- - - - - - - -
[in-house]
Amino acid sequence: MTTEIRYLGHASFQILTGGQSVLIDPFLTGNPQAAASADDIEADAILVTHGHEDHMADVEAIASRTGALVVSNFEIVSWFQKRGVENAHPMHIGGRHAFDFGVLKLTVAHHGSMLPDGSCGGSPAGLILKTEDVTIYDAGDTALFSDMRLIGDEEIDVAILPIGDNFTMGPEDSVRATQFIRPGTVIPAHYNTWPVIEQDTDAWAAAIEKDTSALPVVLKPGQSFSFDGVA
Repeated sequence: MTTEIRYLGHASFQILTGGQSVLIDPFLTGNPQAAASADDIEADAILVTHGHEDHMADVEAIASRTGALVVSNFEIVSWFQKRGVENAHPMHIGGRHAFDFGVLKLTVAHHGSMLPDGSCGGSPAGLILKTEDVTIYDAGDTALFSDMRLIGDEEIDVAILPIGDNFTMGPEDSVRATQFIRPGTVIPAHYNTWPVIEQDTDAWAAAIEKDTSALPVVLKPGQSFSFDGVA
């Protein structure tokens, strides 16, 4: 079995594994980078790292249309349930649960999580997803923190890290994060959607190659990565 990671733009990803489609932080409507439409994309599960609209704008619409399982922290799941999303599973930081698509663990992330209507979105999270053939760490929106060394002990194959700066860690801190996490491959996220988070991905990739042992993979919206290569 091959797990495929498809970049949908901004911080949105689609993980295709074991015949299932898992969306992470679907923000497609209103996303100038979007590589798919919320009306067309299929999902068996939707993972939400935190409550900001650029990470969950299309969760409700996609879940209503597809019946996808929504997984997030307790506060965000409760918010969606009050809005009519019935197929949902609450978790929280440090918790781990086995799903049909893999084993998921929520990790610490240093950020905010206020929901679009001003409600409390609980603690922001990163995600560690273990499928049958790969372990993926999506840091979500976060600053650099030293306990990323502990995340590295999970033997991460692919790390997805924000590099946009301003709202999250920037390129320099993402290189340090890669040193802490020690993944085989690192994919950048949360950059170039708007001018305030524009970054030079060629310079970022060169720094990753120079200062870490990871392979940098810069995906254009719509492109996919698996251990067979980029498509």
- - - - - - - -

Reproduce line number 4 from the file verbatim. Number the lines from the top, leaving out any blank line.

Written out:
């Protein structure tokens, strides 16, 4: 079995594994980078790292249309349930649960999580997803923190890290994060959607190659990565 990671733009990803489609932080409507439409994309599960609209704008619409399982922290799941999303599973930081698509663990992330209507979105999270053939760490929106060394002990194959700066860690801190996490491959996220988070991905990739042992993979919206290569 091959797990495929498809970049949908901004911080949105689609993980295709074991015949299932898992969306992470679907923000497609209103996303100038979007590589798919919320009306067309299929999902068996939707993972939400935190409550900001650029990470969950299309969760409700996609879940209503597809019946996808929504997984997030307790506060965000409760918010969606009050809005009519019935197929949902609450978790929280440090918790781990086995799903049909893999084993998921929520990790610490240093950020905010206020929901679009001003409600409390609980603690922001990163995600560690273990499928049958790969372990993926999506840091979500976060600053650099030293306990990323502990995340590295999970033997991460692919790390997805924000590099946009301003709202999250920037390129320099993402290189340090890669040193802490020690993944085989690192994919950048949360950059170039708007001018305030524009970054030079060629310079970022060169720094990753120079200062870490990871392979940098810069995906254009719509492109996919698996251990067979980029498509």